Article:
So what skills are needed to obtain that quality end result? The following four lead my list:
- System thinking
- Critical thinking
- Pattern thinking
There are many books and articles on the above topics – a quick search of the internet or your favorite bookstore will reveal plenty of info – so this article will simply provide a brief introduction to the topic, and describe how using it helps make an excellent business analyst that stands out in the crowd.
First, the definition of a system: “a regularly interacting or interdependent group of items forming a unified whole“. Systems come in all flavors, the two key ones with which a business analyst often works are computer based systems and social systems.
At the core, systems thinking focuses on interrelationships - the interrelationships between the individual components within the system boundaries, the interrelationships between the different layers within an individual component, and the interrelationship between those components and things outside of the system boundaries. Systems thinking is holistic thinking – it is about seeing the interconnected whole, not the individual parts. While it may be necessary to breakdown the system into smaller parts to make work more manageable and less overwhelming, those parts need to be brought back together coherently. The business analyst needs to see the individual trees, but never lose sight of the forest – or of the terrain, climate, fauna and other flora of which the forest is a part, or of the leaves, branches, roots, buds, and bark that comprise the tree.
System thinking is about how the system behaves when all the components parts are working together, both internally and with those external entities that exist beyond the system’s borders. If there is some unexplained behavior, it may well be because there are missing elements that need to be considered.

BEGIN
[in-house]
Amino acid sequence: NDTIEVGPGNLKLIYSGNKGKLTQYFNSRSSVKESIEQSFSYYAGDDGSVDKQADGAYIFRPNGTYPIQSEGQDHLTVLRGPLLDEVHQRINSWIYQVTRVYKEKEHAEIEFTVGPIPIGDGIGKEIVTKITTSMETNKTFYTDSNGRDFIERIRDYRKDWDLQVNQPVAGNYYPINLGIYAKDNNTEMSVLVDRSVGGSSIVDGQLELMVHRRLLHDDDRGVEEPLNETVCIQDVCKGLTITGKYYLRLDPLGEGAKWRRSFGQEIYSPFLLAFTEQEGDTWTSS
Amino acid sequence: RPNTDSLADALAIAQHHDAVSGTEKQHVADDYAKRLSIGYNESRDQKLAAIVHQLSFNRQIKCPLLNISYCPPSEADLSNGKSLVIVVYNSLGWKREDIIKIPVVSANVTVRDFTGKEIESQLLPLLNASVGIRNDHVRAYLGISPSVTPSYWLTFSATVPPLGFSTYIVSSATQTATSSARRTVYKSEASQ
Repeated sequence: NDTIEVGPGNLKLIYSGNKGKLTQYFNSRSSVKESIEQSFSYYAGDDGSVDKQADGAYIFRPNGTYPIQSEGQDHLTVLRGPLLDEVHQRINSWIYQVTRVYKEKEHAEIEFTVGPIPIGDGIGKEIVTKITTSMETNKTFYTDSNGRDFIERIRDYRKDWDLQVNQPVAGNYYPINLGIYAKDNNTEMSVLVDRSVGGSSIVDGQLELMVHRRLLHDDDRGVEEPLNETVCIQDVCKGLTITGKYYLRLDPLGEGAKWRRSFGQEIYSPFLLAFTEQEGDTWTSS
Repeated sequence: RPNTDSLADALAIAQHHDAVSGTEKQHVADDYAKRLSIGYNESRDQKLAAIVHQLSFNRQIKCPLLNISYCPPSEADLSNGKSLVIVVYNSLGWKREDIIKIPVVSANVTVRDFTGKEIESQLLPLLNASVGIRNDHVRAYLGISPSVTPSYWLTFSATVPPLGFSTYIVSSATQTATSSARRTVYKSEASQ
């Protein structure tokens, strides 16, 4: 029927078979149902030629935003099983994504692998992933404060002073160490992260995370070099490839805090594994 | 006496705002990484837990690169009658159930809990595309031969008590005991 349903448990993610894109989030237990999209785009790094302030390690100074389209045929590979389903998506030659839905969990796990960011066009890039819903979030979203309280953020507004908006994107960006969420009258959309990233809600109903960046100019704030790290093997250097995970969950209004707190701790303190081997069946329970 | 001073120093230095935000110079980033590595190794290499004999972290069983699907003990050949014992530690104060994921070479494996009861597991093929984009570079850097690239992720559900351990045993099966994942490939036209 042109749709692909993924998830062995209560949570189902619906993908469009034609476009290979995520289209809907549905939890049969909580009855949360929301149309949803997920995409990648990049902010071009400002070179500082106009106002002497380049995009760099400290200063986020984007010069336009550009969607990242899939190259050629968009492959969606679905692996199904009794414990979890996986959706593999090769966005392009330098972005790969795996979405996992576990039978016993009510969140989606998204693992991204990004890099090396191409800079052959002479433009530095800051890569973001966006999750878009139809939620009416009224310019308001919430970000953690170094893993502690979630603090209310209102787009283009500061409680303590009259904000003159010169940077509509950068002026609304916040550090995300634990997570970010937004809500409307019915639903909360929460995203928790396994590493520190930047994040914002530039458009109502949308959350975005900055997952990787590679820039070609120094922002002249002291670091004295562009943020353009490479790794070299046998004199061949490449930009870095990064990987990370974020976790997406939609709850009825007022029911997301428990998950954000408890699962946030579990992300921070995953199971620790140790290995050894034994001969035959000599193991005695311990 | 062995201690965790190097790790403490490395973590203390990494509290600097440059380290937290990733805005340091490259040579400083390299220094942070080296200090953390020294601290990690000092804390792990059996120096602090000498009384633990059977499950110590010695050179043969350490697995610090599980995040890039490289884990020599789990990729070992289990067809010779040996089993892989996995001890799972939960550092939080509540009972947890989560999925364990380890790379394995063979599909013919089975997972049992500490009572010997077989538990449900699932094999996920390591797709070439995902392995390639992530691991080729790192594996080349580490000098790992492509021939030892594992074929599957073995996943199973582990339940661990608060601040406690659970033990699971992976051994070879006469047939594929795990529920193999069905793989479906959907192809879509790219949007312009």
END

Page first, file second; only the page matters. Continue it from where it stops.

Systems thinking is important to the business analyst because it helps to ensure the proper scope has been defined, and that all pertinent parts and interrelationships have been identified. It underlies the identification of the stakeholders, as well as providing a check on requirements coverage.
Critical thinking evaluates the information received to ensure it is true and logical. It looks past the explicitly stated information for hidden meanings and agendas. It recognizes what information arises from the belief systems of the stakeholders, and separates those elements from the underling facts. Critical thinking also filters out the business analyst’s own emotions, belief systems and biases, which can sneak into decisions affecting what information to elicit, how to interpret received information, as well as what / how information to present on out bound communication.
Business analysts that practice critical thinking do not arrive at conclusions without sufficient and careful thought. They do not take things at face value. They are skeptical of collected information until it has been subjected to evaluation from as many viewpoints as is practical. Their conclusions reflect logical reasoning, avoiding conclusions based on common logical fallacies such as: Spot has four legs and a tail. Spot is a dog.
Therefore all dogs have four legs and a tail.
So why is critical thinking so important to a business analyst? Bottom line – it’s a quality assurance check. While critical thinking does not ensure the accuracy of requirements and the elimination of biases, it goes a long way towards that goal. And the more accurate and factual the requirements are, the better the chance that the resulting system will meet the true needs of the stakeholders.
Pattern thinking addresses the organization of information. Pattern thinking is the ability to group information into ‘buckets’ in which the elements in each bucket share something with the other elements in the same bucket, while differentiating one bucket from all the other buckets. The set of ‘buckets’ comprise an information taxonomy.
Pattern thinking helps the business analyst in the following ways: